A Maybe

  • Janus Contrarian: Decker, the fund's lead manager since its 2000 inception, left the firm in June 2011 amid a run of poor, volatile performance. Daniel Kozlowski was hired to take Decker's place. The fund has struggled in his first 13 months on board, but particularly in Kozlowski's first three months as some of Decker's less-liquid holdings were difficult to dump as stocks declined sharply. Kozlowski's hiring makes sense: He worked closely with Decker as an analyst at Janus from 2000-08 before leaving to start a hedge fund, and has toned down the fund's bold look to some degree.

Morningstar's Analyst Ratings reflect our concerns about the uncertain prospects of the above funds: Janus Fund, Janus Forty, Janus Global Select, Janus Growth & Income, Janus Twenty, and Janus Worldwide all earn Neutral ratings. (Morningstar hasn't yet published a rating for Janus Contrarian or Janus International Equity.)

Janus' analysts also have struggled during the latter part of the period from 2008- to mid-2012, particularly those who cover U.S. large caps. That's reflected in the weak 18-month performance of Janus Research (JAMRX), an analyst-run U.S. equity fund.  Janus Global Research (JARFX) boasts a strong longer-term record, but its performance has moderated lately.

Bright Spots
There have been a couple of changes at Janus that have worked out or look quite promising, but they're focused in what have long been relatively minor parts of the firm's lineup: small- and mid-cap U.S. equity funds.

  •  Janus Triton (JATTX): Chad Meade and Brian Schaub took the helm of this then-young fund in July 2006 and have knocked the cover off the ball. It invests in a mix of small- and mid-growth stocks and has roared ahead of most small- and mid-growth funds since then. They also took over the small-cap-focused  Janus Venture (JAVTX) in July 2010 and have done a stellar job there thus far.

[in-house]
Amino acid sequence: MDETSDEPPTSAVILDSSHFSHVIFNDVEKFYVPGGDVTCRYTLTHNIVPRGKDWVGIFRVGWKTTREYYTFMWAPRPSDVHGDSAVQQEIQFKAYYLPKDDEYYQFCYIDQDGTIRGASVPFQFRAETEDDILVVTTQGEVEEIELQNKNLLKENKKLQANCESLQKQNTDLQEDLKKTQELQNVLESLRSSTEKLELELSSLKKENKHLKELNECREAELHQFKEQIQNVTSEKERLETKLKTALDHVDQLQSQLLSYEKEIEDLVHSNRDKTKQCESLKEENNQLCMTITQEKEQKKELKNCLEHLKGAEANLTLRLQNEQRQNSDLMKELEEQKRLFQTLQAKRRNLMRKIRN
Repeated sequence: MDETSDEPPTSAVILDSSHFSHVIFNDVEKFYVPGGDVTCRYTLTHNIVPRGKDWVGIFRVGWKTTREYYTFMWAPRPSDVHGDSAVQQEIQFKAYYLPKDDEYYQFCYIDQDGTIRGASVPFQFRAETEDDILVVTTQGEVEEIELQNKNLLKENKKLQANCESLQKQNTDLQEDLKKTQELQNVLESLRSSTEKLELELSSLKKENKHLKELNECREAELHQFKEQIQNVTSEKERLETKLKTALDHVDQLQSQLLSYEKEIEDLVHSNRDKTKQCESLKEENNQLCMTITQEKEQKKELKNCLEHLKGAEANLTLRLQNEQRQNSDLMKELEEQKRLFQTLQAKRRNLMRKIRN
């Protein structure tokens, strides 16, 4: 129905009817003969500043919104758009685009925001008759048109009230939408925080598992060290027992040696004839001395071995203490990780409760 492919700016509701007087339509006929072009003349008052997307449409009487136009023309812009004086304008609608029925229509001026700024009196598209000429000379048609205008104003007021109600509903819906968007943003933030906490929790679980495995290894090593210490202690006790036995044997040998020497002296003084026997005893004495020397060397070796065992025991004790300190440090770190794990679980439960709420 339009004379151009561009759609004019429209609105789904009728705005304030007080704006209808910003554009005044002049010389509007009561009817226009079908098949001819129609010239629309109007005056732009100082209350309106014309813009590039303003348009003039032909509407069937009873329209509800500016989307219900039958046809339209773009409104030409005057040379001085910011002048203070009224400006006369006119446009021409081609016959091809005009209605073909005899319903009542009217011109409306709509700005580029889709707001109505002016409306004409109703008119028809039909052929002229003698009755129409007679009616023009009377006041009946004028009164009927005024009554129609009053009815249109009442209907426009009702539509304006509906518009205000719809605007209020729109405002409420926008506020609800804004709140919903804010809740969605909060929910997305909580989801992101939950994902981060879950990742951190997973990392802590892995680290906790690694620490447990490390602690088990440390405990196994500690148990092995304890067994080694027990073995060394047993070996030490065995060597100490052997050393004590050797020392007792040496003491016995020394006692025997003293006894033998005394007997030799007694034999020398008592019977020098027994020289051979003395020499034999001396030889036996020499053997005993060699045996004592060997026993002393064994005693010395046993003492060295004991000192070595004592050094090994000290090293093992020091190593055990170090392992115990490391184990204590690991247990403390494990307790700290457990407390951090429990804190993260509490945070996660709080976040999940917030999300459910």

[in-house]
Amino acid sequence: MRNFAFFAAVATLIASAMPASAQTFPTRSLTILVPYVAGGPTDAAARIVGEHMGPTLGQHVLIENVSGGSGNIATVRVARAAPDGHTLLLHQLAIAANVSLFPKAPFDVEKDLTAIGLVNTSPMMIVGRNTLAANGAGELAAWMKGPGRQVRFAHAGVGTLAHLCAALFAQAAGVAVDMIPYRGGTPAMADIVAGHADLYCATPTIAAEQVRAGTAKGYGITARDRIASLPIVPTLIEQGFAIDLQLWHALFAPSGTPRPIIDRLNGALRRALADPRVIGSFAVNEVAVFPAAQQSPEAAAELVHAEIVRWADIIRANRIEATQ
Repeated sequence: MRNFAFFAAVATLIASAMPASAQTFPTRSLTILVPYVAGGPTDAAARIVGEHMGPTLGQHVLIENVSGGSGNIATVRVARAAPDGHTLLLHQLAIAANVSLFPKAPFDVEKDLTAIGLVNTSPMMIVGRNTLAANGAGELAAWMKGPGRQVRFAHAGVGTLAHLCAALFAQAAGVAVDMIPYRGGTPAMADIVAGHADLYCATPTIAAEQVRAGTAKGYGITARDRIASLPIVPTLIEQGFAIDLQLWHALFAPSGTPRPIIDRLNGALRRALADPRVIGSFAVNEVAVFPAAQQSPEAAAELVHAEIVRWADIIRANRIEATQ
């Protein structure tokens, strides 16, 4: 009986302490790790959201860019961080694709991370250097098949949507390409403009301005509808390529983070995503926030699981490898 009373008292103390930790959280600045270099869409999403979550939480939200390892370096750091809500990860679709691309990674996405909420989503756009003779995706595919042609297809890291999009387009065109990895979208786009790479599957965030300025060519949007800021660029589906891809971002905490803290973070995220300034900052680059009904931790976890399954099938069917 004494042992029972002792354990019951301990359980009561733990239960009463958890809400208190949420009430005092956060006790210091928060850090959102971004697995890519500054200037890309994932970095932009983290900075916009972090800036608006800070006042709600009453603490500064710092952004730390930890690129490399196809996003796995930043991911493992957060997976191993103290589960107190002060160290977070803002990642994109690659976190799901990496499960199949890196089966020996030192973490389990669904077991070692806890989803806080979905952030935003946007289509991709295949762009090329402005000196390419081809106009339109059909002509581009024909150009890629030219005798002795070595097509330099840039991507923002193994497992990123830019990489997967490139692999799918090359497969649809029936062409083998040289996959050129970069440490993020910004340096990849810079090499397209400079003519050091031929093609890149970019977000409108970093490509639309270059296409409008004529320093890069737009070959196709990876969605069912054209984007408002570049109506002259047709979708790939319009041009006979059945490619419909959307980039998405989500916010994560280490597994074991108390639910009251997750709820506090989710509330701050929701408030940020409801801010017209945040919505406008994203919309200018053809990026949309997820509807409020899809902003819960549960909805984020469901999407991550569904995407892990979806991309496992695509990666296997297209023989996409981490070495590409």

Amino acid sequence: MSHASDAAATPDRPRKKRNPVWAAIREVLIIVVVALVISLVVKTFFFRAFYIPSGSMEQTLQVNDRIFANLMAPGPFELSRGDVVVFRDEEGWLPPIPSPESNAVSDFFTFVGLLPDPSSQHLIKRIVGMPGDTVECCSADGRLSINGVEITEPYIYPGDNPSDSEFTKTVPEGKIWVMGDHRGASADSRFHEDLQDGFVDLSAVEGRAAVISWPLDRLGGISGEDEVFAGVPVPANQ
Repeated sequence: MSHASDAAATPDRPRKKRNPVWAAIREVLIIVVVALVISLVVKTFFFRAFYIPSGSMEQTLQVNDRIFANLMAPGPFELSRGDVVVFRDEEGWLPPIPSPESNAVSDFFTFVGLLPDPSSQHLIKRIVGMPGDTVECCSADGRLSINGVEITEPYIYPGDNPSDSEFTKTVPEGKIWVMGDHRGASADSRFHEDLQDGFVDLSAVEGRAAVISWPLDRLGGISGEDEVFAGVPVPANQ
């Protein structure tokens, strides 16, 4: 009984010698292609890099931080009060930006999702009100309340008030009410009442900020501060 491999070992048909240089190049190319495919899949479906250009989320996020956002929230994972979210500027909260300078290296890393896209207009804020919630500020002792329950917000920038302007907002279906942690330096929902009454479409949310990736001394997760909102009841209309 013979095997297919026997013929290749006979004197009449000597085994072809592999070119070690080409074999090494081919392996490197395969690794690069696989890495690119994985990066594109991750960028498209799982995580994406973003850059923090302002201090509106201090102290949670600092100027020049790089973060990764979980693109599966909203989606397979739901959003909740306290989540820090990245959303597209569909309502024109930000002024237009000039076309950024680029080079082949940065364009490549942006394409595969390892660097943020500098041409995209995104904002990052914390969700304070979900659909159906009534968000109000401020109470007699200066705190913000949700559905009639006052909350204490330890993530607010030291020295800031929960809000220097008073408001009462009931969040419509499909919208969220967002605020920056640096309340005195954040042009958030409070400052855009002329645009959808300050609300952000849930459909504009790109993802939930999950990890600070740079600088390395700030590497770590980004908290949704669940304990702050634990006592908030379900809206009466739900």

•  Janus Enterprise (JAENX): When Coleman stepped off this mid-growth fund in November 2007 to run Janus Fund, Brian Demain (previously a comanager on this fund) took sole control. The fund has since beaten roughly two thirds of its peers. 
  • Furthermore, Janus' fixed-income team has done a fine job since the hiring of Gibson Smith as chief investment officer in 2006. But although assets in this area have grown, bonds are still a relatively small part of the overall pie here.

The outcomes of Janus' manager changes raise questions about the strength of its bench, which may have gradually eroded from the departures of the last decade. And given the struggles of the managers who have been in place for nearly five years, that bench may be tested yet again.

It's clearly not all gloom and doom at the firm. In addition to the attractive options in small- and mid-cap equity and in fixed income, Brent Lynn at  Janus Overseas (JAOSX) owns a fine long-term record--although shareholders can't be happy with the fund's brutal performance over the last 19 months due to a big bet on emerging markets. Meanwhile, the U.S. large-cap funds run by Coleman and Sachs have mounted a comeback thus far in 2012. But it will take time for Janus to restore confidence in what used to be its strongest areas.

Greg Carlson does not own (actual or beneficial) shares in any of the securities mentioned above. Find out about Morningstar’s editorial policies.